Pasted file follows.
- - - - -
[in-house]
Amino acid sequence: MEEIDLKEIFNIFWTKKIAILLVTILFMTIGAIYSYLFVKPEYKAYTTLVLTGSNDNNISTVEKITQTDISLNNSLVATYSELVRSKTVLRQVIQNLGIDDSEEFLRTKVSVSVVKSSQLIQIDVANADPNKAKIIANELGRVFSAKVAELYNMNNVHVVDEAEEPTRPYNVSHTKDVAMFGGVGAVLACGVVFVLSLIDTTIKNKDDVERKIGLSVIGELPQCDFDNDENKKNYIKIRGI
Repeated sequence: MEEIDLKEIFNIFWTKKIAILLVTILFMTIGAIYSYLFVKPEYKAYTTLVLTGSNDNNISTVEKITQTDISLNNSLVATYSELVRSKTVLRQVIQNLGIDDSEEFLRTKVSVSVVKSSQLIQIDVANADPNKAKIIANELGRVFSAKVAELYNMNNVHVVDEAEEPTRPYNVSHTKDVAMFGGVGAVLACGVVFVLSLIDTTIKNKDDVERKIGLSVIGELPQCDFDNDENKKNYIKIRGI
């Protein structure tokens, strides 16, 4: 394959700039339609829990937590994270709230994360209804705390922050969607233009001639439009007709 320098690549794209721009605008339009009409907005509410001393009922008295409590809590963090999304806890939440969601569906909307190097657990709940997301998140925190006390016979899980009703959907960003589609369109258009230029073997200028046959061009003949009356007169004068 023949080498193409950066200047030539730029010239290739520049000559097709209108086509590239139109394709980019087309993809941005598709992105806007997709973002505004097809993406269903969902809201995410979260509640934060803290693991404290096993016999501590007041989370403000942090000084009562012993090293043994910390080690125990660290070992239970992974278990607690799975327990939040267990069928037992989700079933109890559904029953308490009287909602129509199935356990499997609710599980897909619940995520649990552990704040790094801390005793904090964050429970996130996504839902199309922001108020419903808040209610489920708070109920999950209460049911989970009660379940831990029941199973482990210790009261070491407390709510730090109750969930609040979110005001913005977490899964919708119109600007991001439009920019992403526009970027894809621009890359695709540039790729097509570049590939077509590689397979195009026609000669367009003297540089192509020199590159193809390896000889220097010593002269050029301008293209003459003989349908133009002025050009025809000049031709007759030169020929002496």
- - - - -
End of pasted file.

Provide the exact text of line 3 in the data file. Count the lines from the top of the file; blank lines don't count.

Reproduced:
Repeated sequence: MEEIDLKEIFNIFWTKKIAILLVTILFMTIGAIYSYLFVKPEYKAYTTLVLTGSNDNNISTVEKITQTDISLNNSLVATYSELVRSKTVLRQVIQNLGIDDSEEFLRTKVSVSVVKSSQLIQIDVANADPNKAKIIANELGRVFSAKVAELYNMNNVHVVDEAEEPTRPYNVSHTKDVAMFGGVGAVLACGVVFVLSLIDTTIKNKDDVERKIGLSVIGELPQCDFDNDENKKNYIKIRGI